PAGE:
Fake News in Venezuela: How the State and Social Media Promote Covid-Disinformation

Fake News in Venezuela: How the State and Social Media Promote Covid-Disinformation

This article is part of IranWire’s ongoing coverage of Covid-19 disinformation in different countries, in partnership with Health Studio.

By Ximena Herrera for Health Studio

At least once a day, I receive fake news through my family’s WhatsApp groups or see it on their social media posts.

It’s true that social networks have become an extremely important source of information in Venezuela, as an alternative to state-controlled or state-sanctioned media. But it’s also true that they have become one of the principal channels for spreading misinformation throughout the country. According to the United Nations Development Program (UNDP), less than 25 percent of the news found on social networks in Venezuela can be considered reliable.

Because of its popularity, during the pandemic WhatsApp has played host to a particularly large volume of disinformation. The Venezuelan Fake News Observatory has called the instant messaging app a platform on which “misinformation circulates uncontrollably”. Of the 750 hoaxes that its team detected in the first 10 months of 2020, 612 had circulated on WhatsApp.

Twitter was also problematic. Just one in four Venezuelan tweets about news were found to be citing a reliable source: by far the lowest rate in the world.

But in a country where state control of broadcast and print media is near-absolute, the population will inevitably look for alternative sources such as social media. Unfortunately, in doing so, they become vulnerable to the spread of unverified and sometimes malicious deception.

In 2007, former President Hugo Chávez refused to renew the licence of free-to-air television network Radio Caracas Televisión (RCTV) and ordered the seizure of its broadcasting equipment. The channel, which had been operating in the country for more than 50 years, was temporarily closed for “inciting a coup” before being made available as a new, state-owned TV station. Since then, censorship in Venezuela has notably expanded.

Carlos Correa, director of Espacio Público, an association that defends freedom of expression, explained how audiences reacted to this in an interview with Medio Analisis. He said: “When in 2007 the RCTV channel was closed… [viewers] migrated to cable TV. In 2014, with the radio station closures, [audiences] looked for other sources of information. This year, when you ask people how they are informed, they respond mostly with ‘WhatsApp’.”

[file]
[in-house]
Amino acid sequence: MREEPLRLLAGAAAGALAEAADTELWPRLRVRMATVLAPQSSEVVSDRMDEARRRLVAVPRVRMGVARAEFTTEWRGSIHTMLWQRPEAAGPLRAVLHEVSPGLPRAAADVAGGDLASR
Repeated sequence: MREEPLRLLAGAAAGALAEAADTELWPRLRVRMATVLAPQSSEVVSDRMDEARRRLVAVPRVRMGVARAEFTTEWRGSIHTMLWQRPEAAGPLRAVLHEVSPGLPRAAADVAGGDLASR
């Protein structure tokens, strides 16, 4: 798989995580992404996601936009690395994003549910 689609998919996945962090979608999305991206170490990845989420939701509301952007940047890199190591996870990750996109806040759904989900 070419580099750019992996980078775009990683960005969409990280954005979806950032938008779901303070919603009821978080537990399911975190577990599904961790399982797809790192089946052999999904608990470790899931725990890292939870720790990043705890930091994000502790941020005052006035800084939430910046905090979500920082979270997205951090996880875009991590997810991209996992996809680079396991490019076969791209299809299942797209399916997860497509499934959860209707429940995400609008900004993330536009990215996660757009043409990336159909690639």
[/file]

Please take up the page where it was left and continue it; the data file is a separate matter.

It’s an open secret that the persecution of journalists who do not promote the government’s agenda is worsening. On March 21, 2020, Darvinson Rojas was arrested at his home for sharing a tweet that cast doubt on the officially-stated number of coronavirus infections. He was subsequently imprisoned for 12 days.

In March 2020, a conference examining the extent of Covid-disinformation in Venezuela was held by the Atlantic Council’s Adrienne Arsht Center for Latin America (AALAC) and its Digital Forensic Investigation Lab. Speaking at the event called “Coronavirus and disinformation in Latin America: a look at Venezuela”, Carmen Riera, a coordinator at independent news website runrun.es, said that although journalists around the world were facing difficulties reporting while in quarantine, things get much more complex in Caribbean countries: “The audience has no way of informing itself.”

There are also very few international television channels transmitting in Venezuela with state permission, and those that do have clearance only share the government’s narratives. For example, HispanTV, the Iranian state-controlled Spanish-language network, reported on “Maduro’s magic Covid-19 cure” without analysis, critique or qualification.

Clear and transparent information is key to maintaining public trust, which in turn is key to combating a deadly pandemic. The director of the World Health Organization (WHO), Dr Tedros Adhanom Ghebreyesus said his organization is not only fighting against the pandemic but also against an “infodemic” that can pose as much, or even more, of a threat than the virus itself.

Paradoxically, the presence of a pluralistic media environment, in which journalists work independently on behalf of a population and can challenge the government line, can actually increase people’s trust in government-sponsored information and strategy. A clear example of a well-informed population successfully working to defeat coronavirus can be found in New Zealand.

Source: Iran Wire

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